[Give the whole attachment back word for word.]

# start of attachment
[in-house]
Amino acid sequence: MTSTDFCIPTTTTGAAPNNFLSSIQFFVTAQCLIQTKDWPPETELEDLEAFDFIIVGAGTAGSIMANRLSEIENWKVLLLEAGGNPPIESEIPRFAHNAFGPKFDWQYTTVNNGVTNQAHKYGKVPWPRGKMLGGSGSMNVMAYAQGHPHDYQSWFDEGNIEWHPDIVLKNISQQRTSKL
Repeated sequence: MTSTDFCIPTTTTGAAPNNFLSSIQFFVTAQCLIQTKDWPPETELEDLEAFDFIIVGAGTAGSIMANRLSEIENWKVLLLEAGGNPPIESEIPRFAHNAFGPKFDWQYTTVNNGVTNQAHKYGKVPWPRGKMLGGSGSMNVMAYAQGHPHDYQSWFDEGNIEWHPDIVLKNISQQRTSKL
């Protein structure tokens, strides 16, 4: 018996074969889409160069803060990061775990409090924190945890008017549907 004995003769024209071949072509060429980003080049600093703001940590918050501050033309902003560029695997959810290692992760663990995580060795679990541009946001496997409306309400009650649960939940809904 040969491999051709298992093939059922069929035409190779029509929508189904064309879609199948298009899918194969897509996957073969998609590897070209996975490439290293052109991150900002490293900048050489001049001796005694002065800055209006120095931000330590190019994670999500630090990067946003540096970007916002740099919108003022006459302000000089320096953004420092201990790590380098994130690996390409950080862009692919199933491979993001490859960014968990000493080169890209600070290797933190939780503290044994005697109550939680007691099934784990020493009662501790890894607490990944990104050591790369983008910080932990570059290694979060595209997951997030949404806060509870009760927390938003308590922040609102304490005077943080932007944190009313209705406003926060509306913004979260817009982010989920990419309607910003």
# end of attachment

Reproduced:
[in-house]
Amino acid sequence: MTSTDFCIPTTTTGAAPNNFLSSIQFFVTAQCLIQTKDWPPETELEDLEAFDFIIVGAGTAGSIMANRLSEIENWKVLLLEAGGNPPIESEIPRFAHNAFGPKFDWQYTTVNNGVTNQAHKYGKVPWPRGKMLGGSGSMNVMAYAQGHPHDYQSWFDEGNIEWHPDIVLKNISQQRTSKL
Repeated sequence: MTSTDFCIPTTTTGAAPNNFLSSIQFFVTAQCLIQTKDWPPETELEDLEAFDFIIVGAGTAGSIMANRLSEIENWKVLLLEAGGNPPIESEIPRFAHNAFGPKFDWQYTTVNNGVTNQAHKYGKVPWPRGKMLGGSGSMNVMAYAQGHPHDYQSWFDEGNIEWHPDIVLKNISQQRTSKL
């Protein structure tokens, strides 16, 4: 018996074969889409160069803060990061775990409090924190945890008017549907 004995003769024209071949072509060429980003080049600093703001940590918050501050033309902003560029695997959810290692992760663990995580060795679990541009946001496997409306309400009650649960939940809904 040969491999051709298992093939059922069929035409190779029509929508189904064309879609199948298009899918194969897509996957073969998609590897070209996975490439290293052109991150900002490293900048050489001049001796005694002065800055209006120095931000330590190019994670999500630090990067946003540096970007916002740099919108003022006459302000000089320096953004420092201990790590380098994130690996390409950080862009692919199933491979993001490859960014968990000493080169890209600070290797933190939780503290044994005697109550939680007691099934784990020493009662501790890894607490990944990104050591790369983008910080932990570059290694979060595209997951997030949404806060509870009760927390938003308590922040609102304490005077943080932007944190009313209705406003926060509306913004979260817009982010989920990419309607910003």